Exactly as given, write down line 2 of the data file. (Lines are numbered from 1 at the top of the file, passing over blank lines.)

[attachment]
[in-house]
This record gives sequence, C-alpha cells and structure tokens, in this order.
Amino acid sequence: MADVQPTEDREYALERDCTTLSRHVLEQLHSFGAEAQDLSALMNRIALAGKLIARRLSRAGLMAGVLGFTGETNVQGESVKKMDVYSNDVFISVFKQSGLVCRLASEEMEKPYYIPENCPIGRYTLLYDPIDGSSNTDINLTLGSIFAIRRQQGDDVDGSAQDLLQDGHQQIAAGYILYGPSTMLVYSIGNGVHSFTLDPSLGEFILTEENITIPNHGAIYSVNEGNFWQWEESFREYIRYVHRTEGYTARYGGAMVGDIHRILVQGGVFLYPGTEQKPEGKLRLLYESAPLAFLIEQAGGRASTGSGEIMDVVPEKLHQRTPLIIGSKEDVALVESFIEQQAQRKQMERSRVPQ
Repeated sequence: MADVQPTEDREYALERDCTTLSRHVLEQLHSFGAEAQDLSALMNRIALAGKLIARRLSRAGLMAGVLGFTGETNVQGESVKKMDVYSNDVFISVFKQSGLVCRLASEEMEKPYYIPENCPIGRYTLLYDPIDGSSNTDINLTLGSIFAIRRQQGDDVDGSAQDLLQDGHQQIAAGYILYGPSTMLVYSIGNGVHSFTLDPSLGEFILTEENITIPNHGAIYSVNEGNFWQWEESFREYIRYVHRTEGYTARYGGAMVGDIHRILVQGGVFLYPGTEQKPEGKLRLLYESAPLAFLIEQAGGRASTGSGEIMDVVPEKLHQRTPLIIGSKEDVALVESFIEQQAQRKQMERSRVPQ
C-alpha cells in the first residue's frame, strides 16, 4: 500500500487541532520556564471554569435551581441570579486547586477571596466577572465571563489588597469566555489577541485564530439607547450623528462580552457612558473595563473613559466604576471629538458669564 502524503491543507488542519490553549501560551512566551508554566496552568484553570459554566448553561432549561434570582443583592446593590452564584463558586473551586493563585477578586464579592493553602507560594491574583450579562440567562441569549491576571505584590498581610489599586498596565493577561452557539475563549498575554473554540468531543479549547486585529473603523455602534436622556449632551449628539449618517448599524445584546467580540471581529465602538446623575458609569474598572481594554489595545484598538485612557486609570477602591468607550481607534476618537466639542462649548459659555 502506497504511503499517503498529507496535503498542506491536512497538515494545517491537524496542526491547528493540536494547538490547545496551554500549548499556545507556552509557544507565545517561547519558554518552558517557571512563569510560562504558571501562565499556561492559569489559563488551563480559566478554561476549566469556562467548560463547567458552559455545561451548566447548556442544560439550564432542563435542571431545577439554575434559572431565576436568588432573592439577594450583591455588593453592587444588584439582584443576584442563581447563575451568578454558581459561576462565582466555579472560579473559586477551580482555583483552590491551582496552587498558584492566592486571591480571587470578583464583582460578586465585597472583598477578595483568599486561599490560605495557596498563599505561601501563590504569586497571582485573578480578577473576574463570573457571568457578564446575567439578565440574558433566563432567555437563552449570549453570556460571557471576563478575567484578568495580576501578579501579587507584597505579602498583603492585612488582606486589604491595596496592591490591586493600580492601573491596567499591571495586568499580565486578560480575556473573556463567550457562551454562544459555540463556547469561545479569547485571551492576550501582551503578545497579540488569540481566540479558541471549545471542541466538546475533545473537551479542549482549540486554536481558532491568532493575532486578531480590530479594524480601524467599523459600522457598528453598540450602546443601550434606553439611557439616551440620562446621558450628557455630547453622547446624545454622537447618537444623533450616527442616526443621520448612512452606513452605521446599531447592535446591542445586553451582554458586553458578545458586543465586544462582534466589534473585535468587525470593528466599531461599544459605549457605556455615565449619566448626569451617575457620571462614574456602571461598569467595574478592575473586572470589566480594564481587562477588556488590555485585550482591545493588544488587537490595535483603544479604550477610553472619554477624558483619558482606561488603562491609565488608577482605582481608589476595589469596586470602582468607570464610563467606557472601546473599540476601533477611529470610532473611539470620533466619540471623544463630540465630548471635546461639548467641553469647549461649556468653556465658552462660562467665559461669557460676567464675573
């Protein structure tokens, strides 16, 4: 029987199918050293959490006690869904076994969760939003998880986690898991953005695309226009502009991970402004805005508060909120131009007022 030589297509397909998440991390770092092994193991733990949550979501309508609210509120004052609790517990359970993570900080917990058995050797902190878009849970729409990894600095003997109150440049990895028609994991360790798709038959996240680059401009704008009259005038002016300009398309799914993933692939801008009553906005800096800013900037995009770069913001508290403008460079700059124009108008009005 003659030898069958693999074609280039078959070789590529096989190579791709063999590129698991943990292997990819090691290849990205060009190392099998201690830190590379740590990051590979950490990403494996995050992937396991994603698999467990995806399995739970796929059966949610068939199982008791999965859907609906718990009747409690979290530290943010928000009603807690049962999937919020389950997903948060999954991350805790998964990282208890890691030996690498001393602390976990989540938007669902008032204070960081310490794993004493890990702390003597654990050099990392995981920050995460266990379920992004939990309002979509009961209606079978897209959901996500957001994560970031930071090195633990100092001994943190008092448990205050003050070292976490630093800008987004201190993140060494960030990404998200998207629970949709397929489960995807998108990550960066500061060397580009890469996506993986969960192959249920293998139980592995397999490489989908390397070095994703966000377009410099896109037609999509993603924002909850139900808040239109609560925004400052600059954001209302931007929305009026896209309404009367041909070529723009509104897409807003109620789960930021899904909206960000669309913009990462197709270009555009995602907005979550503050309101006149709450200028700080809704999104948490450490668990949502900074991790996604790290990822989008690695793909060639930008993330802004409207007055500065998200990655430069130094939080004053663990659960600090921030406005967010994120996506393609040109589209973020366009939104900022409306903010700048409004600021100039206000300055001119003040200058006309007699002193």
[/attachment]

This record gives sequence, C-alpha cells and structure tokens, in this order.